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A View Below Deck
by U.S. Army Staff Sgt. Kimberly Hill - September 22, 2013

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"Mere Chance" by David G. Bancroft

Watercraft engineers of the United States Army Vessel Churubusco, Landing Craft Utility 2013 (LCU-2013) with the Army Watercraft Company (Provisional), 371st Sustainment Brigade, have the challenge of maintaining not only their transportation, but also their home at Kuwait Naval Base, Kuwait.

(From left to right) Spc. Lisa F. Carlisle, a Kansas City, Kan. native, Spc. Miguel S. Rodriguez, a Tampa Fla. native and Spc. Kevin L. Terre, a Lacey Wash. native clean equipment after an oil leak in the engine room of the United States Army watercraft vessel, Churubusco, Landing Craft Utility 2013 at sea on Aug. 27, 2013. The crew are all watercraft engineers with the Army Watercraft Company (Provisional), 371st Sustainment Brigade. (U.S. Army photo by Staff Sgt. Kimberly Hill)
(From left to right) Spc. Lisa F. Carlisle, a Kansas City, Kan. native, Spc. Miguel S. Rodriguez, a Tampa Fla. native and Spc. Kevin L. Terre, a Lacey Wash. native clean equipment after an oil leak in the engine room of the United States Army watercraft vessel, Churubusco, Landing Craft Utility 2013 at sea on Aug. 27, 2013. The crew are all watercraft engineers with the Army Watercraft Company (Provisional), 371st Sustainment Brigade. (U.S. Army photo by Staff Sgt. Kimberly Hill)

The waves of the Persian Gulf lap gently at the hull of the vessel as it sways back and forth along the port. The air is humid, but comfortable as a cool wind drifts in from the sea.

The sun sets on the horizon, casting golden and pink shadows on the blue waters and the deck of the boat.

It's a tranquil and beautiful image of life at sea aboard an Army watercraft vessel.

Below decks it's an entirely different image.

In the engine room below soldiers are gathered around a piece of machinery, the air is 15 degrees warmer and far more humid then above deck.

The scent of chemicals, diesel and oil coat the air and the constant noise of the engines churning makes it almost impossible to hear anything else.

Oil is splattered on the wall behind them, coating the white paint with streaks of thick oil where a cap broke off one of the engines earlier.

The soldiers work quickly in repairing the leak, shouting commands above the din of the engines and wiping their oil streaked hands on their mechanic jumpsuits.

The soldiers are Army watercraft engineers, and it's their job to maintain the picturesque image above deck by maintaining the equipment below.

“If they don't do their job, there is no way I can do mine, said Chief Warrant Officer 2 Michael J. Byrne, a Swansboro, N.C. native and the vessel master of the LCU-2013.

Watercraft engineers of the United States Army Vessel Churubusco, Landing Craft Utility 2013 (LCU-2013) with the Army Watercraft Company (Provisional), 371st Sustainment Brigade, have the challenge of maintaining not only their transportation, but also their home at Kuwait Naval Base, Kuwait.

Both at sea and at port, the watercraft vessel serves not only as a piece of equipment, but where the soldiers, sleep, eat and live, said Omar J. Cruz, first mate of the LCU-2013 and a Tampa, Fla. native.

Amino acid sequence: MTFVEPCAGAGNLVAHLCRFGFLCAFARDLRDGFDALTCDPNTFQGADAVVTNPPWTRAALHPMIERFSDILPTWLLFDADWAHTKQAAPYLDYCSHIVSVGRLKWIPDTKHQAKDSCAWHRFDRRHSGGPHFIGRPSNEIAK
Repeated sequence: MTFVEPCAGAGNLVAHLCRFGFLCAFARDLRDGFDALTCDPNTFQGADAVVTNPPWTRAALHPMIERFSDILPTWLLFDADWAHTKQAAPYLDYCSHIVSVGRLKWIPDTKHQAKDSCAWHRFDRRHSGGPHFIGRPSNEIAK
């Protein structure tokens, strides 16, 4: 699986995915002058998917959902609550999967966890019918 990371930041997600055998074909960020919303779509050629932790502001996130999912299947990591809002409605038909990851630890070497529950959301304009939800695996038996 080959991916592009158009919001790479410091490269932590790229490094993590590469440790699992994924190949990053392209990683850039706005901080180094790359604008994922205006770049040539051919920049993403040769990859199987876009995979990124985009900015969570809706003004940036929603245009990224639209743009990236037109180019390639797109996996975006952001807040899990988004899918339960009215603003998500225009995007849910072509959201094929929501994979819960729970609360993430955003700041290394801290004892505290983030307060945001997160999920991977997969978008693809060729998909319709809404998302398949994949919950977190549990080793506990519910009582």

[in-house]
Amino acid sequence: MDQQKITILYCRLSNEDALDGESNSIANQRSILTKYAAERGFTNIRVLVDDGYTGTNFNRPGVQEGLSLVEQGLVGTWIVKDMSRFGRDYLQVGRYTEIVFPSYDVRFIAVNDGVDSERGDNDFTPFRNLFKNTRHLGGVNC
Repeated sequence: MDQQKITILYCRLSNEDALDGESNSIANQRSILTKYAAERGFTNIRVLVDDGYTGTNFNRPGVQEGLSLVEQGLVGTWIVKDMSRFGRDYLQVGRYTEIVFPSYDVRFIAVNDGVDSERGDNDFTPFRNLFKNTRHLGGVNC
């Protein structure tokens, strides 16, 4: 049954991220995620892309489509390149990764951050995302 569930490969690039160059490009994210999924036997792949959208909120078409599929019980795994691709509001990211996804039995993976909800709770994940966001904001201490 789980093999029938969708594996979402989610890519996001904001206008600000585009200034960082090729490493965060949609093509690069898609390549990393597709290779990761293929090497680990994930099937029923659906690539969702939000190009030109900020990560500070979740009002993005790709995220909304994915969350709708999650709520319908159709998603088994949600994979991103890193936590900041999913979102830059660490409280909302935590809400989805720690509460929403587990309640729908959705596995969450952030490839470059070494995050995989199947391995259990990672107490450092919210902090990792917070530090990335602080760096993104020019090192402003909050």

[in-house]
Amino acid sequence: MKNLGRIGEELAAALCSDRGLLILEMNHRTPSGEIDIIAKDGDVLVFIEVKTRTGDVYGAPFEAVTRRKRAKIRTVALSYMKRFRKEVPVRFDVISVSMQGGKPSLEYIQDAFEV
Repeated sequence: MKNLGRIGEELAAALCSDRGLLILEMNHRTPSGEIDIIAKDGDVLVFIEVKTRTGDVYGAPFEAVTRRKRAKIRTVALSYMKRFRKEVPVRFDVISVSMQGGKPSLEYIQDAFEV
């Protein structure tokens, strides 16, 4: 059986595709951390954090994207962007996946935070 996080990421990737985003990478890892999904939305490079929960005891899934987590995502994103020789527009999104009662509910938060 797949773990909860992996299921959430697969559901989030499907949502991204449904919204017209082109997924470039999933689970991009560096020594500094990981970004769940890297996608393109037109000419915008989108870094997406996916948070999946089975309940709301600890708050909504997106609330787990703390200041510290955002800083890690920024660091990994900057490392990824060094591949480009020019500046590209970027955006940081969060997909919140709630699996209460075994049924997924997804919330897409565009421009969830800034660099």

The soldiers of the LCU-2013 are with the 824th Transportation Company and are headquartered out of Moorhead City, N.C. with a detachment in Tampa, Fla.

The geographically separated unit had to learn to work together and become an integrated unit for their current deployment in support of Operation Enduring Freedom.

“There isn't a job on this boat that doesn't matter, everyone interlocks with each other,” said Spc. Lisa F. Carlisle, a watercraft engineer with LCU-2013 and a Kansas City, Kansas native. “Half the crew of this boat is from the Tampa detachment and the rest are from Morehead City, it doesn't matter.”

Whether the boat is at port or at sea it is the engineers job to constantly perform preventative maintenance checks and inspect and maintain the equipment to ensure the boat is mission capable and the mission will be completed while at sea, said Carlisle.

“If we broke down at sea, we could drift, we could float into enemy waters that we don't want to be in, we could have fires or damaged equipment very easily,” said Cruz.

The expertise and skill required to avoid such catastrophic events means that each engineer is licensed to a specific level and must maintain their licensing throughout their military service, which can be a challenge for reservists, said Byrne.

The very unique thing about our field (Army watercraft) is that it is license driven,” said Byrne. “Maintaining that license is difficult for a reservist, our annual trainings are usually at least 29 days, a month away from home during the summer.”

Carlisle looks at her job as a way to see the impact of her hard work immediately as well as a way to prove to her husband that she's more than capable to be an engineer, she said.

“I like adventures and I thought this would be an adventure,” said Carlisle. “My husband said it was harder for women to be mechanics, so of course I had to prove him wrong.”

Despite the challenges of the job coupled with hot and dirty work, the engineers of LCU-2013 wouldn't want to be doing anything else.

“Every day you learn something new, there's so much down here,” said Spc. Miguel S. Rodriguez, a watercraft engineer with the LCU-2013 and a Tampa, Fla. native. “It feels good at the end of the day.”

By U.S. Army Staff Sgt. Kimberly Hill
Provided through DVIDS
Copyright 2013

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